The shipbroker had entered into an exclusive commission agreement with a shipowner, which provided for commission of 5 per cent to be paid to the broker on the sale of any of its fleet of vessels, even if sold through another broker. The broker heard that two of the owner’s ships had been sold through another broker for Euros 3.3m each. The owner refused to pay the broker’s commission of Euros 303, 000, lawyers were appointed, and the commission claim was brought before the courts in January 2013. The court found for the broker and awarded it the commission of Euros 303, 000, plus interest and costs.
The owner appealed the decision to the supreme court, alleging that the broker who had initially handled the sale had been incompetent. The owner also involved the local shipbrokers’ association in an attempt to demonstrate that the broker’s employee had fallen short of industry standards. The local association responded in favour of the shipbroker to the allegations of incompetence posed by the shipowner.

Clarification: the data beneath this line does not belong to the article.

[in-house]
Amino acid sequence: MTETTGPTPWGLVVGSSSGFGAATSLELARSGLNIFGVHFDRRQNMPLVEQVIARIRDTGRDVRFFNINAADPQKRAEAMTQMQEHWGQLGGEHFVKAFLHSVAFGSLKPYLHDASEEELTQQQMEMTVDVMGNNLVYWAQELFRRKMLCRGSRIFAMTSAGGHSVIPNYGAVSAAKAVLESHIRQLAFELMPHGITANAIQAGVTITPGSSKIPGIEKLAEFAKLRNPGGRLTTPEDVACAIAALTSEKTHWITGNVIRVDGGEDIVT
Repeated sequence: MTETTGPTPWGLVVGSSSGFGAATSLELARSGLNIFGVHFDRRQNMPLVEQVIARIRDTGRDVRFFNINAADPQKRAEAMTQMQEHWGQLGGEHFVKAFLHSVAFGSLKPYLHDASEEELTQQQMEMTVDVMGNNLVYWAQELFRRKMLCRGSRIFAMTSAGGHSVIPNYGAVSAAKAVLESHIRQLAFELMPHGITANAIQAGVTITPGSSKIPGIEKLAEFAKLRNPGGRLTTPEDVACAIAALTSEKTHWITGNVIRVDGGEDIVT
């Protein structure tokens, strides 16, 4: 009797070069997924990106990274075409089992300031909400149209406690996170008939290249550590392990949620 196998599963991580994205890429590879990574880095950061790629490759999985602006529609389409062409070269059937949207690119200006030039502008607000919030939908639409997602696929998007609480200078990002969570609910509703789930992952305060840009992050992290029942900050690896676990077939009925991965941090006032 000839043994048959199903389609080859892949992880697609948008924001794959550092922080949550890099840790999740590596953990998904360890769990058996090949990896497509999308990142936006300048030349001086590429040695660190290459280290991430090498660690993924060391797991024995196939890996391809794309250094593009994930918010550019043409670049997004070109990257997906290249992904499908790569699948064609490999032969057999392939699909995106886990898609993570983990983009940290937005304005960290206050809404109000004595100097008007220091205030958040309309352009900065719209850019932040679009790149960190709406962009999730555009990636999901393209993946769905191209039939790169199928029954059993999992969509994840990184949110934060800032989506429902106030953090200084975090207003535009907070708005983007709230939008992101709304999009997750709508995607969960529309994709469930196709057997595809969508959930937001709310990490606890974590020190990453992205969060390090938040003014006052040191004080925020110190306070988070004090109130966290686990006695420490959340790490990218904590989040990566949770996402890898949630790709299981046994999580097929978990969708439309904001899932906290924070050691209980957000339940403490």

Before the expense of a trial in the supreme court had been incurred, the owner approached the broker with an offer of settlement at the commission amount of Euros 303, 000 without interest and without the payment of costs. The shipbroker was willing to forgo the interest, and settlement was agreed at the commission amount of Euros 303, 000 plus the costs awarded by the first instance court of $32, 300. The costs incurred in the early stages of the supreme court proceedings were waived.
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